building a repertoire

Discussion in 'Messages for All Guests and Members' started by rockiestring, Feb 16, 2006.

  1. rockiestring

    rockiestring Fire Starter

    Im getting ready to go out this weekend and stock up on necessities needed for Qing a wide range of meats. What are some of the basic things that I should have in my repertoire of spices, rubs ect.
    Give me some must haves. (dry mustard powder, season salt, ect.)

    Im clearing out a section in the cupboards just for smoking and I want to build a medicine cabinet so to speak for Qing. Whatever it is im smoking, if there is a particular seasoning or whatever it is, I want it on hand.

    Could you all help me stock this medicine cabinet for Qing, thank you all.
     
  2. scott in kc

    scott in kc Meat Mopper OTBS Member

    Rock, here's a good list of starters.

    Turbinado Sugar (Sugar in the Raw)
    Brown Sugar (light and dark each have their place)
    Kosher Salt (half as salty by volume as table salt so adjust qty's accordingly)
    Celery Salt
    Accent (msg)
    Garlic powder
    Onion powder
    Chili powder
    Sweet and hot Paprika's

    I played with these and many other ingredients for over a year and also tried a vast number of commercially available rubs. I finally found a line of rubs that I like very much and just buy them now. On the rare occasion I want something a little different, I just add to the ready made what I want a little more of.
    The brand I use is Cookshack, I got their Spicy Chicken rub and Rib Rub when I purchased one of their cookers. When I last ordered, I tried their new Brisket Rub and it is excellent as well. Their 5# containers are about $16 + shipping. Very reasonable when you start purchasing spices.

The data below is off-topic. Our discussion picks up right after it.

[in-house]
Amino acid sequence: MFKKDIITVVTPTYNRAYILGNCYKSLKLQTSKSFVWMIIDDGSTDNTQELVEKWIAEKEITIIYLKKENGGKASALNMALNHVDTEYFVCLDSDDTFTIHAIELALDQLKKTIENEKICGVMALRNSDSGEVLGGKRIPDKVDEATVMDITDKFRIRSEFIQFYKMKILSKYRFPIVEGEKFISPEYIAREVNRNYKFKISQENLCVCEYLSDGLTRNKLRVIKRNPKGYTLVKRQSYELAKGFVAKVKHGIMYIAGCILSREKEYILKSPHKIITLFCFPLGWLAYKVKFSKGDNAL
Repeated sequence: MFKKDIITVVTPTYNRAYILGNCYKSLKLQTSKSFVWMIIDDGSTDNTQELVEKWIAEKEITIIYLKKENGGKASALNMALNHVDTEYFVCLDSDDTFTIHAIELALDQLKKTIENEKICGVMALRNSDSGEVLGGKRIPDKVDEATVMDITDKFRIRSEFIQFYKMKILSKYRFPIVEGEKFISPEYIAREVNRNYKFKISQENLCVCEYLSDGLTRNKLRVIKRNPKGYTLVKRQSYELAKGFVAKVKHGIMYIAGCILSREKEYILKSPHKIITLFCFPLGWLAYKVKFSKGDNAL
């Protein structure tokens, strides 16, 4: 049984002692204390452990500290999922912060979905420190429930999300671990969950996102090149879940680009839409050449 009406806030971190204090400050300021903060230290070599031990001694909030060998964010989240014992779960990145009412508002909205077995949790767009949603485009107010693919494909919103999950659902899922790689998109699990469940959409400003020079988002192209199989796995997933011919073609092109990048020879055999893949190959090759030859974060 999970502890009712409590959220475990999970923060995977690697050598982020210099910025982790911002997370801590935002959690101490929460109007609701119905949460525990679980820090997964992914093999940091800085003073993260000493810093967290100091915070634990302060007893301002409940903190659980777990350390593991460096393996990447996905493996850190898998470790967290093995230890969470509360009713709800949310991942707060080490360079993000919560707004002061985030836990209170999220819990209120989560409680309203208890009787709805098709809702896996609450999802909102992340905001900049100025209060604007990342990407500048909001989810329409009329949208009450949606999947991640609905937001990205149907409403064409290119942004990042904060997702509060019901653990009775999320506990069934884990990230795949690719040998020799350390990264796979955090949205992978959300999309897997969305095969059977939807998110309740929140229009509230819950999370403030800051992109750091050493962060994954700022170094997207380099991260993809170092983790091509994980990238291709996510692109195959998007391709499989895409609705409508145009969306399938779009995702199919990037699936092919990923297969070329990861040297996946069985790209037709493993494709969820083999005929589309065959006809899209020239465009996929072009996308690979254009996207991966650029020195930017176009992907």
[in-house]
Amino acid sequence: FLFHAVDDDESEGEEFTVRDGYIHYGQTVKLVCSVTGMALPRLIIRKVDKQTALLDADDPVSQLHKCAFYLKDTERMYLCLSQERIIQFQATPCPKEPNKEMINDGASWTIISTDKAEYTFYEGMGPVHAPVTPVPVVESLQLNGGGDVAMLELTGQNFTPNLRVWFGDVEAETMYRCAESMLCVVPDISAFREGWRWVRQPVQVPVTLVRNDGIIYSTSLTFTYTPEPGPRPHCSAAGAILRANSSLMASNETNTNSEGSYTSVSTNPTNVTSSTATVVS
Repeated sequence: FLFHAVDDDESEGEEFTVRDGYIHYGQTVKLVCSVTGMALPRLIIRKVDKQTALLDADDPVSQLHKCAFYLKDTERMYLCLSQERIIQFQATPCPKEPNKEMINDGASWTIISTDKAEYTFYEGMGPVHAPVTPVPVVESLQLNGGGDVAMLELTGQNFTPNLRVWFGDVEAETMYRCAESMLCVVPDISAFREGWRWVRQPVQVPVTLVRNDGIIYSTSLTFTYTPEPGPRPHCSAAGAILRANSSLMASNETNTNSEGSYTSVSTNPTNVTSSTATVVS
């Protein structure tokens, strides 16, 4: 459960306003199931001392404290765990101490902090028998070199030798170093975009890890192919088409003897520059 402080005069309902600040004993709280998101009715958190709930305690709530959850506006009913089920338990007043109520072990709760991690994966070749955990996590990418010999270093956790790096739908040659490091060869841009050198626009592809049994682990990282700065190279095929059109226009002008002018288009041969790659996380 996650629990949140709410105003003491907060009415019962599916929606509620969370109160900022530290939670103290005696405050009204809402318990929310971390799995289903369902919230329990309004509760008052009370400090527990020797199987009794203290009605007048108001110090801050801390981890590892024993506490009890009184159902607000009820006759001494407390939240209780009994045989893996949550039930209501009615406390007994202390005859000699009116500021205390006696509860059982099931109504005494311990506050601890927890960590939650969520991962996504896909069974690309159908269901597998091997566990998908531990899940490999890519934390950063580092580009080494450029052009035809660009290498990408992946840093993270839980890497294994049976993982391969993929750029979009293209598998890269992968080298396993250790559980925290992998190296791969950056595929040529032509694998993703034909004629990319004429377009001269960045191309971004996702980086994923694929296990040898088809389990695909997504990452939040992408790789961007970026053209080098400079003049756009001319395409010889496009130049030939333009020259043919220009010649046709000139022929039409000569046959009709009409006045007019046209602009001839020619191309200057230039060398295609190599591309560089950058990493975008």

http://www.cookshack.com/shopping/st...e=1&cat=4&=SID
     
  3. jlloyd99

    jlloyd99 Meat Mopper OTBS Member

    Here are a few others you might add.

    Cumin
    Corriander
    Lawry's Seasoning Salt
    Old Bay (it's a seafood/poultry spice blend)
    Cayene pepper powder (if you like it spicy)
    Dried minced onion

    This is all I can think of right off the top of my head. I'm sure others will think of some more that they keep on hand. Another great tip, if you decide to mix your own rubs. Buy a sugar shaker, perferably tin, to store your mixes in. I have one that I put double recipes of rub mix in and keep it in the cupbord. Then it's always on hand whenever it need it. Bed Bath and Beyond has some great containers that are magnetic and make for easy storing. Here's the link: http://www.bedbathandbeyond.com/prod...=-1&SKU=106907
    The pic shows them sold as a set but I know at the store you can buy the containers seperatly for about a buck each. I just hot glued a cheap magnetic strip to the inside of my cabinet to hold them or you can stick them to the side of your fridge. They're absolutly wonderful for creating your own blends.
    Hope this helps.
     
  4. i see you mentioned old.
    its used alot as a crab/shrimp seasoning here in md.
    but a great replacment with a better flavor is
    JO spice. a bit harder to find but well worth it.
    http://www.jospices.com/
     
  5. rockiestring

    rockiestring Fire Starter

    thank you all so far. Im going to Cabellas today and get me some Qing necessities, meat thermometer, spices, ect. any other advice on some hardware that will benefit me please let me know. thank you all in advance.
     
  6. scott in kc

    scott in kc Meat Mopper OTBS Member

    Heavy welders type gloves for work around the firebox.
    Insulated neoprene gloves for handling cooked meats.
    A coal shovel and covered bucket or small metal trash can for disposing of coals and ash.
    Charcoal chimney.
    Small spray bottle from the beauty supply section at Wal-Mart.
    Beer.
     
  7. buzzard

    buzzard Smoking Fanatic OTBS Member

    aw man i missed a cool post i could have been some help for, thats what i get for taking a break from the internet for a day or so. :cry:
     
  8. scott in kc

    scott in kc Meat Mopper OTBS Member

    I would also add a no frills turkey fryer or at least a single burner propane camp stove for lighting chimneys for those that don't have a sidecar burner on their gas grill to use for this. It sure beats battling newspaper in a breeze and littering up the yard with those charred black bits of paper.

    Buzz, just because rockie has already gone shopping this weekend, this will make an excellent thread for any beginner to reference a beginning list of equipment. If you have something to add, by all means do so.
     

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